The barking spud, or barking iron, is a tool used to remove bark from a log. It’s a spoon or wedge shaped iron bit that is worked underneath the bark to free it from the log. The idea is to wedge the barking spud into the layer between the bark and the wood, pushing around and along the log to loosen the bark. On a freshly cut green log the bark will come off in big chunks. After the log dries out the bark can stick to the log making it difficult to use the barking spud, so it makes sense to debark your logs right after cutting the tree down.
I bought the barking spud in the picture to the left for $9.95 on eBay. It’s hand forged by an anonymous blacksmith (no visible stamping). Most barking spuds that I’ve seen are shaped more like a spoon, but this one has a hook that makes it an interesting find. And did I mention this was less than $10 bucks? In this article, I’ll restore a vintage hand forged barking spud to working condition.
Here’s what it looked like in the eBay pictures for the auction listing:
The steel, although heavily rusted and pitted, isn’t cracked or compromised in it’s strength. I’ll be able to restore this tool to a it’s full working glory. The first thing I did was sand off all the orange surface rust with 80 grit sandpaper. I found a sturdy handle from the hardware store to replace a shovel. I rasped one end down to fit into the tapered socket. After a lot of test fitting and rasping, I forced the handle snugly into the socket, drilled a hole for the pin, and hammered the pin home.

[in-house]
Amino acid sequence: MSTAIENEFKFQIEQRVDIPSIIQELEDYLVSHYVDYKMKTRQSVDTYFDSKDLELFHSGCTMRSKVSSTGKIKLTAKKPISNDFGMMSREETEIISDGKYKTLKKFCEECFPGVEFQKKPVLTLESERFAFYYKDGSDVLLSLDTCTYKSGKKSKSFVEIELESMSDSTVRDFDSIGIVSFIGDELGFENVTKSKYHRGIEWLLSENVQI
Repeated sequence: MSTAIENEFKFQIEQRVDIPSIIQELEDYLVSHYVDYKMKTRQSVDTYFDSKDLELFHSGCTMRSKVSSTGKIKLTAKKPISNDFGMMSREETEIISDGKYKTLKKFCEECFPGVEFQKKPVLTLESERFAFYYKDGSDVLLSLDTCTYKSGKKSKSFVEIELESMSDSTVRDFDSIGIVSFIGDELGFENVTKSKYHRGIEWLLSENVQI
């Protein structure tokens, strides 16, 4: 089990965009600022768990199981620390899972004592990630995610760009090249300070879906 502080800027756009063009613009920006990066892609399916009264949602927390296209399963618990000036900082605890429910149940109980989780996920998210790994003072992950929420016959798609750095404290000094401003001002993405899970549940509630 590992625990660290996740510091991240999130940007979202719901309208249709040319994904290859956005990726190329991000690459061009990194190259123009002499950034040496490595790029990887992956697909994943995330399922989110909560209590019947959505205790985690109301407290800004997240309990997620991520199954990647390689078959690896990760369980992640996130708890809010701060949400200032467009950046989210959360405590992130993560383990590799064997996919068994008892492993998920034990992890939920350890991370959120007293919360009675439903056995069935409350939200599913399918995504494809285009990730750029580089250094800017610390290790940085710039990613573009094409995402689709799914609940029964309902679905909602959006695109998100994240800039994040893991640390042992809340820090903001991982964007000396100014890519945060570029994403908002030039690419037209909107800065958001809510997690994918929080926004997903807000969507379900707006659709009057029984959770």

Then I sanded the varnish off of the wood handle and applied several coats of boiled linseed oil. I like to fill in any gaps between the socket and wood handle with melted beeswax. I don’t want air or water getting in there and loosening things up. Lastly, I coat the steel with mineral oil to prevent any new rust from appearing.
With that, I’m ready to start peeling some logs!